Which Fashion Retailer to Buy?

Anh is a member of The Motley Fool Blog Network -- entries represent the personal opinion of the blogger and are not formally edited.

Women and shopping! These two are inseparable. Given this magnetic relationship, the women's accessories business should keep prospering in the future, especially if the future is anything like the most recent past with the industry's double digit returns and reasonable valuations. Recently, I stumbled across Vera Bradley (NASDAQ: VRA), the 30-year old designer and maker of highly functional accessories for women including handbags, accessories, travel and leisure items. Since 2008, Vera has delivered top-notch ROIC to shareholders. In the last 6 months, the share price has gained nearly 26%. Should this iconic name in the accessories business make its way to the top of our wish list now, or should it be stuffed into your wife's purse to be considered for another day?

Vera Bradley is reaching its consumers via its 48 full-price stores, eight US outlet stores, seven Japanese pop-up stores and via its website with more than 43 million visits in 2011. In addition, it also sells its products via indirect channel as well, to 3,300 specialty retailers in the US and other e-commerce sites. This indirect channel accounted for 51.1% of the total revenue in 2011. The good thing is that no single account took more than 3% of the total indirect revenue, and the majority of customers in the indirect channel has been with the company for more than 5 years. The presence of Vera Bradley has mainly been in the eastern area of the US, however, Vera intended to expand its operations by opening 14-20 new stores annually during each of the next 5 years. The two main product segments, which bring the majority of its revenue to the company, have been handbags (43.1%) and accessories (32.2%), whereas travel and leisure items only accounted for 15.2% of its total sales. 

Even though Vera gained nearly 26% in the last 6 months, it was a total loser compared to its competitors including Coach (NYSE: COH) and Michael Kors Holdings (NYSE: KORS) for its 5-year share performance.

<img src="/media/images/user_14219/screen-shot-2012-12-06-at-34533-pm_large.png" />

In the last 5 years, Michael Kors is the best performer, delivering more than a 108% gain for its shareholders, whereas Coach lost 6.11% and Vera lost more than 32%.

Recently, Vera announced its impressive third quarter results. Its net revenue for the third quarter was $138.3 million, 14.2% higher than the third quarter last year. The net income jumped nearly 37% to $17.7 million, translating into $0.44 EPS, a growth of 37.5% compared to Q3 2011. During the past year, Vera has opened 17 full-price stores and 3 outlet stores, and it reported comparable sales growth of 7.1%. Even with the impressive third quarter results, Vera plunged 9.5% to $23.72 per share after hours. The reason for the significant daily drop was the softer Q4 guidance than analysts’ expected. The company estimated to have $147 million to $152 million in revenue, and EPS of $0.55 to $0.57, whereas analysts expected $160 million in revenue and $0.60 in EPS. According to Vera, the full year EPS would be in the range of $1.69 - $1.71. At the price of $23.72, its P/E would be 13.8x – 14x.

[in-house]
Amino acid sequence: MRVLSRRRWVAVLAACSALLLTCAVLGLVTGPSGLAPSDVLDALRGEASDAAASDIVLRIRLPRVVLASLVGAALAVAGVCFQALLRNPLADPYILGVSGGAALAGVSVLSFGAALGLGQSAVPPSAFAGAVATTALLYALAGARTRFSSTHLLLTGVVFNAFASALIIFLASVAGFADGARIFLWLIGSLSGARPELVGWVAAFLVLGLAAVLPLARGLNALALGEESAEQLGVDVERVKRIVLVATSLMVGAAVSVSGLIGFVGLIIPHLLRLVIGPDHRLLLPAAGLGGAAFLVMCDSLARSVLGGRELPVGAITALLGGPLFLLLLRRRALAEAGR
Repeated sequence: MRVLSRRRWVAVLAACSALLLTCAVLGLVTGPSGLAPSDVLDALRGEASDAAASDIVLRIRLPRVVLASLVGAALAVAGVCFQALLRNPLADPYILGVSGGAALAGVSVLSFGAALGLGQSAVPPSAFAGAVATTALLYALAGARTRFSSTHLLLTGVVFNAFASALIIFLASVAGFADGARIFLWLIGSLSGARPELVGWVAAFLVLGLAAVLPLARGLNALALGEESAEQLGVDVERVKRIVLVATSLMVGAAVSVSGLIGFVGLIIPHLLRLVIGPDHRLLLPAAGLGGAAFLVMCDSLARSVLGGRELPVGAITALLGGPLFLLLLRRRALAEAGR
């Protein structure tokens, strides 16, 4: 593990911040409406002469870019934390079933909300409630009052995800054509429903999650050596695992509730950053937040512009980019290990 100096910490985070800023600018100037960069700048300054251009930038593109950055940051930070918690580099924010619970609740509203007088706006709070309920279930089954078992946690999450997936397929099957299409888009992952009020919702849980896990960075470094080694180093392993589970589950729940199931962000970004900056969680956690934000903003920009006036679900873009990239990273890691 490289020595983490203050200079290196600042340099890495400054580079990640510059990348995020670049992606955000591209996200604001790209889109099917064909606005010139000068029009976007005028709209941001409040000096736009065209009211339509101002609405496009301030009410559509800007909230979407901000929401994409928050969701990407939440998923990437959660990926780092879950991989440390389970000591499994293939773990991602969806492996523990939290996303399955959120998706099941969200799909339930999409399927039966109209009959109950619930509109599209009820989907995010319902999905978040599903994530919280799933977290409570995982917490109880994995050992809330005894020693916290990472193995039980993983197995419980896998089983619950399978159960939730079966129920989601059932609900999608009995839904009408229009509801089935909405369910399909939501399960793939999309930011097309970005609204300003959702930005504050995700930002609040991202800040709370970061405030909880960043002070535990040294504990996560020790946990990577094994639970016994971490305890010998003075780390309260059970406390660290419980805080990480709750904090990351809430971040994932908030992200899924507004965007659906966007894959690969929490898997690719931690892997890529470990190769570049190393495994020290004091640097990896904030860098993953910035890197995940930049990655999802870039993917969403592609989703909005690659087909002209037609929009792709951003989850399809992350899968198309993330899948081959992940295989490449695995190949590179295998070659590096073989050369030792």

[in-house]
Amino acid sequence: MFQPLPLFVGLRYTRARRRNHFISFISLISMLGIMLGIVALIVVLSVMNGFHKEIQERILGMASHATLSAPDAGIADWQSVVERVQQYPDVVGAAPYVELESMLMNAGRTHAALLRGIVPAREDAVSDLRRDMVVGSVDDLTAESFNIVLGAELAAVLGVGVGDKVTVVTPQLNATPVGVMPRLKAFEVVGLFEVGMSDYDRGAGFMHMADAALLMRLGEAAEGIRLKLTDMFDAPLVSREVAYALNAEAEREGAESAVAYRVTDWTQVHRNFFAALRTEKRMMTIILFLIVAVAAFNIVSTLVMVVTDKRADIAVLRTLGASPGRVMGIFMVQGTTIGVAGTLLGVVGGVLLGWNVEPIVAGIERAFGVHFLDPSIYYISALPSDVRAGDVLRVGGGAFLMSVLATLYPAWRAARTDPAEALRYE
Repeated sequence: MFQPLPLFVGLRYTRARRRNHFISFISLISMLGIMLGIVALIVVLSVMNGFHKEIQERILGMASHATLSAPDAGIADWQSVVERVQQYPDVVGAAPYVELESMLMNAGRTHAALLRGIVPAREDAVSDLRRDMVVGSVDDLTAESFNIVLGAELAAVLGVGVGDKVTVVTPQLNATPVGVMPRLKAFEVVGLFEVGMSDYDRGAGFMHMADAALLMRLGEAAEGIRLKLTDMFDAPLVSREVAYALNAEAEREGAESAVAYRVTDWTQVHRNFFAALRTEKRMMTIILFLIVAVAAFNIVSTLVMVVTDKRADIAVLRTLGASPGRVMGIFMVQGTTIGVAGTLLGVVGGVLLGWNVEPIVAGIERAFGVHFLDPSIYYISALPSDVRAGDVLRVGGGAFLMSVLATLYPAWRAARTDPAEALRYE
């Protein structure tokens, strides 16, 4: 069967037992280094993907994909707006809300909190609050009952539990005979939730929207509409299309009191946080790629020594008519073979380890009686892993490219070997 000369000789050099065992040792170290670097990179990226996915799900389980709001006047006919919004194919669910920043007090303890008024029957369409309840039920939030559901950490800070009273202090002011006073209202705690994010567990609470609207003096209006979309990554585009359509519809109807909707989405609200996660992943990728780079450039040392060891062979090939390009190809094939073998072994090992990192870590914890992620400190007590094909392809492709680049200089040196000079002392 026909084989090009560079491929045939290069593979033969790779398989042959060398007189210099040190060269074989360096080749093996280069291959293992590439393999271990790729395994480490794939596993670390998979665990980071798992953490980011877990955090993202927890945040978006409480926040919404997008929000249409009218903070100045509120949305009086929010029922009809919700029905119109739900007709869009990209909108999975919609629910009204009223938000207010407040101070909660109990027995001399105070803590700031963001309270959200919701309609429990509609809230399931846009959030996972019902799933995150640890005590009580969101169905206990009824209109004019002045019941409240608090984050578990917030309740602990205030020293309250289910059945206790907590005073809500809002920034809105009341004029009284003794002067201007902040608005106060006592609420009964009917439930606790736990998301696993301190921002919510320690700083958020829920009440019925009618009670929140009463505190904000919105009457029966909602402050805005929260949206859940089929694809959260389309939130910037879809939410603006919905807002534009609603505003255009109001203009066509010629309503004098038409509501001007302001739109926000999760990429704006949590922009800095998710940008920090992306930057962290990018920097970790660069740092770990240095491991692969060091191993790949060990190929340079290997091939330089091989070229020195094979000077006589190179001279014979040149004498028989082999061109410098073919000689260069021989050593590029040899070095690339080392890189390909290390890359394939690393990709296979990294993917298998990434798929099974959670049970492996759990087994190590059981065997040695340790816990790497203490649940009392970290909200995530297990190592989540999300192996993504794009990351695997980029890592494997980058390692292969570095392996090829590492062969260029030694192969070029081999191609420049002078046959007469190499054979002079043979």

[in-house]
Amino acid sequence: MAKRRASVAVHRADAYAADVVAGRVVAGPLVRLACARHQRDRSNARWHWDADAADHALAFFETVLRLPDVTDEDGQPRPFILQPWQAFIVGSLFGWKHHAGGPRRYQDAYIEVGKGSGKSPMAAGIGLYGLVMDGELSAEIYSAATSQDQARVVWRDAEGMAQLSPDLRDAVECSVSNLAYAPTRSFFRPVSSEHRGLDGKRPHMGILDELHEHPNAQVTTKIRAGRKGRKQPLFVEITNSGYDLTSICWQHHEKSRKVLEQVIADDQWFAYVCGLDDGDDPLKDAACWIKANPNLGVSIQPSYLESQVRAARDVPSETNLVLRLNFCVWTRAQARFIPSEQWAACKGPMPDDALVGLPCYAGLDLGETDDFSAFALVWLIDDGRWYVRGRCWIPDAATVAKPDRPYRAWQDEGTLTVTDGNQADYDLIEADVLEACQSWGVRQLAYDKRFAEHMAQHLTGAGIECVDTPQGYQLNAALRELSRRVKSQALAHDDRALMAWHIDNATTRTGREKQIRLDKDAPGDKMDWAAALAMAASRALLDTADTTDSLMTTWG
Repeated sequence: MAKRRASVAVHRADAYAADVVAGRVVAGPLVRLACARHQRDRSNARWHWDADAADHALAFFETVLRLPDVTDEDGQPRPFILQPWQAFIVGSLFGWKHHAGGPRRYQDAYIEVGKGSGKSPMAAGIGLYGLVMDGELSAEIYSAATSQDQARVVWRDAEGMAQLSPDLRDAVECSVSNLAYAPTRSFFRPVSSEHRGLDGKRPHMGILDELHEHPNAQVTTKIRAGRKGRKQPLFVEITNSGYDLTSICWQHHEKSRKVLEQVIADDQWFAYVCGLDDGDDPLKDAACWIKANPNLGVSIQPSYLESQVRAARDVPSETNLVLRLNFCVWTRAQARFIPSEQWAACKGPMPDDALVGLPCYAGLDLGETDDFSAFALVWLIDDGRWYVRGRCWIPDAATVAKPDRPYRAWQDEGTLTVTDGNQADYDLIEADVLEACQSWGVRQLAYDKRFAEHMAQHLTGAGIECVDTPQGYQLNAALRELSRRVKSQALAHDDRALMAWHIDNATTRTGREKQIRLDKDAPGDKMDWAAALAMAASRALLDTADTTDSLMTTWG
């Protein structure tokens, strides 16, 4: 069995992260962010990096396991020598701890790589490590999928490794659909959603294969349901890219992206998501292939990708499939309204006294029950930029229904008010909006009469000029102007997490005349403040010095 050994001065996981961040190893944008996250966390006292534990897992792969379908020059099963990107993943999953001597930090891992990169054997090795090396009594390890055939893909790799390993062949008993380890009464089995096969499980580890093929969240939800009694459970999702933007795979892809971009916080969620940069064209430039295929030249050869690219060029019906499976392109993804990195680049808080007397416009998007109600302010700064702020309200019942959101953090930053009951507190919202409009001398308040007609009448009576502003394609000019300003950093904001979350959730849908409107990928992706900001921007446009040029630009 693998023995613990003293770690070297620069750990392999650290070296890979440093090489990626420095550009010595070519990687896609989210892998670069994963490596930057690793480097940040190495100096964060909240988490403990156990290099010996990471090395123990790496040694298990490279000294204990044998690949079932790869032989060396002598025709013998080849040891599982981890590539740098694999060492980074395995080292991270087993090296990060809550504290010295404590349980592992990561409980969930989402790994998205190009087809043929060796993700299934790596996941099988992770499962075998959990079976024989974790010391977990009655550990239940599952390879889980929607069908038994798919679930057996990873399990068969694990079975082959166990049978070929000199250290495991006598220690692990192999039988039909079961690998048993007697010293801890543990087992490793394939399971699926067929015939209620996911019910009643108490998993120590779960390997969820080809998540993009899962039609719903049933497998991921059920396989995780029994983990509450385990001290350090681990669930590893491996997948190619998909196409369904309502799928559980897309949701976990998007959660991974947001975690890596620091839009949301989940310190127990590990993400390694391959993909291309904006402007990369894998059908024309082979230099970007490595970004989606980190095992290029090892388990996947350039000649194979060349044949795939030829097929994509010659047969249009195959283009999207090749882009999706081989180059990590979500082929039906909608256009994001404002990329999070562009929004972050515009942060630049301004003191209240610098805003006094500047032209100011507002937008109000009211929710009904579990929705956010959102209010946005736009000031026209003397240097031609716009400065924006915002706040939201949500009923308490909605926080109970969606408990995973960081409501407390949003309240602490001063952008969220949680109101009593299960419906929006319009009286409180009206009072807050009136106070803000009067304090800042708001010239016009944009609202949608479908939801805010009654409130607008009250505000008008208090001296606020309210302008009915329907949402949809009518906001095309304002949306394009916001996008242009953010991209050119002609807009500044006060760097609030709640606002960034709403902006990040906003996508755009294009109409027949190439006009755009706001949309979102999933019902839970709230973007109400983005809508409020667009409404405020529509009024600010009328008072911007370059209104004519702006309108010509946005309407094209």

Compared to Coach and Michael Kors, Vera is not a outstanding player. 

<table> <tbody> <tr> <td> <p> </p> </td> <td> <p><strong>VRA</strong></p> </td> <td> <p><strong>COH</strong></p> </td> <td> <p><strong>KORS</strong></p> </td> </tr> <tr> <td> <p><strong>Net margin (%)</strong></p> </td> <td> <p>11.9</p> </td> <td> <p>21.45</p> </td> <td> <p>14.2</p> </td> </tr> <tr> <td> <p><strong>ROIC (%)</strong></p> </td> <td> <p>34.9</p> </td> <td> <p>54.2</p> </td> <td> <p>43.7</p> </td> </tr> <tr> <td> <p><strong>D/E</strong></p> </td> <td> <p>0.2</p> </td> <td> <p>0</p> </td> <td> <p>0</p> </td> </tr> <tr> <td> <p><strong>EV/EBITDA</strong></p> </td> <td> <p>10.56</p> </td> <td> <p>9.36</p> </td> <td> <p>21</p> </td> </tr> <tr> <td> <p><strong><span>Div</span> <span>yield</span> (%)</strong></p> </td> <td> <p>N/A</p> </td> <td> <p>1.8</p> </td> <td> <p>N/A</p> </td> </tr> </tbody> </table>

Even with the consistent high return on invested capital and net margin, the ROIC of the other two were much higher. Over the trailing twelve months, its ROIC was 34.9% whereas Coach’s and Michael Kors’ are 54.2% and 43.7%, respectively. Among the three, only Coach is paying dividends with a 1.8% dividend yield. All of the three companies are conservative, employing no or little debt. Michael Kors seems to be priced expensively, with 21x EV/EBITDA, whereas Vera and Coach are quite reasonably priced, at 10.56x and 9.36x EV/EBITDA, respectively.

Foolish Bottom Line

All three companies have delivered significantly high returns consistently over the years. Among the three, I would pick Coach to generate the highest return with the lowest EV/EBITDA valuation, in addition to its dividend. Vera seems to be a decent pick too, with its reasonable valuation. However, Michael Kors should be approached with care by investors because of its high EV multiple.  


hoangquocanh has no positions in the stocks mentioned above. The Motley Fool owns shares of Coach. Motley Fool newsletter services recommend Coach. Try any of our Foolish newsletter services free for 30 days. We Fools may not all hold the same opinions, but we all believe that considering a diverse range of insights makes us better investors. The Motley Fool has a disclosure policy. Is this post wrong? Click here. Think you can do better? Join us and write your own!

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